Authors:Thomas Hugh Feeley, Katherine Hart LaVail and George A. Barnett
Faculty positions in Communication are not created equally. Number of courses, service responsibilities, and research expectations are merely three factors that can vary for any given appointment. The Carnegie
Authors:George A. Barnett, Catherine Huh, Youngju Kim and Han Woo Park
Compared to the other social sciences, Communication joined the social science family relatively late (Berger et al. 2009 ). Yet, the discipline of Communication has experienced steady growth. The International
As the rapid growth of the Web is changing the circumstances and consequently the structures and processes of scholarly communication, there is renewed interest to see how it is being transformed, what the
Informal and formal communication processes are documented in the primary journal literature. Both processes impose structures on the authors who publish their research, and the formal process imposes a structure on the journals which publish scientific papers. In this paper, it is shown that information theory can be applied to these structures for the purpose of evaluating the contribution that authors and journals make to the communication of scientific information. Experimental results identify the most communicative authors and journals in an area of active research.
Authors:Sujin Choi, Ji-young Park and Han Woo Park
While the above studies have typically relied on public web data, using web crawlers, social web data has not yet been systematically examined. The social web, also referred to as ‘social media’, is defined as a set of online communication tools that
The communication behaviour of Belgian university scientists is investigated over the period of 1977–1979. For 5 broad scientific domains the general characteristics are given and the distribution of the scientists over groups with 1 to 20 communications per three year is discussed. For two domains, Arts and Basic Sciences, an analysis is given of constituent disciplines. The present investigation presents a background profile of the communication activities, enabling evaluation of extreme activity in the disciplines discussed.
Communication is essential in scientific research. Scientific papers represent the main information sources in natural sciences. A model of theManifested Communication through Publications is introduced which makes it possible to calculate indicators characteristic of bilateral information processes.Bilateral Coupling is for example the total number of non-zero cross elements in the information matrix containing references to each other's papers of the two teams.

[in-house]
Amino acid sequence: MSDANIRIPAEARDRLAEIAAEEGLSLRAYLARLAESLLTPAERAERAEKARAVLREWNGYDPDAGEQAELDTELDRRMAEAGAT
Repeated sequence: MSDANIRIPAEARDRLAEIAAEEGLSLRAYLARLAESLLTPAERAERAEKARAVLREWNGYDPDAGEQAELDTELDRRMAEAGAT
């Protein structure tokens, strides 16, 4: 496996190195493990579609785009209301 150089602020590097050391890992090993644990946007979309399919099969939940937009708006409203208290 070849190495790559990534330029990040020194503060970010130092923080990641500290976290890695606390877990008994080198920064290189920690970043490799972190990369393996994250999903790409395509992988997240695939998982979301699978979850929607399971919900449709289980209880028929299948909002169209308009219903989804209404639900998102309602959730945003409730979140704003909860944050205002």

This research analyzes a “who cites whom” matrix in terms of aggregated journal-journal citations to determine the location
of communication studies on the academic spectrum. Using the Journal of Communication as the seed journal, the 2006 data in
the Journal Citation Reports are used to map communication studies. The results show that social and experimental psychology
journals are the most frequently used sources of information in this field. In addition, several journals devoted to the use
and effects of media and advertising are weakly integrated into the larger communication research community, whereas communication
studies are dominated by American journals.
The study employs citation analysis method to identify the disciplines and active research areas in communication studies on communication systems in China. Moreover, the study seeks to contribute to the methodological issues of citation analysis by including new variables in the analysis. Using Chinese communication research in 11 Chinese/Asian studies journals and 13 journalism/communication journals published in English since 1931, the study found that there were little exchanges between Chinese studies and communication scholars. Howerver, the study showed that by including two variables—theme of articles and academic affiliation of authors, the findings can more accurate demonstrate the relationship between the research activities and disciplines cited.
Among Belver C. Griffith's many contributions to disciplinary communication is the idea that science and scholarship at large constitute a social system to be investigated empirically. This paper reports findings of an author co-citation analysis of the field of human behavioral ecology that expands Griffith's concept of the social system of scientific communication to fit a socioecological framework. Cluster analysis and multidimensional scaling techniques are used to characterize the research specialty at large and portray five respondents' individual resource maps. The techniques reveal co-citation relationships among authors whose work they had referenced in recent articles. Survey data on searching and handling behaviors for an aggregated sample of 180 cited references are correlated with core-periphery zones of the individual maps. Findings that types of socially mediated communication and distinctive information foraging behaviors correlate with different zones of a bibliographic microhabitat support an interpretation that active specialty members conform to foraging efficiency principles as predicted by prey-choice models from optimal foraging theory.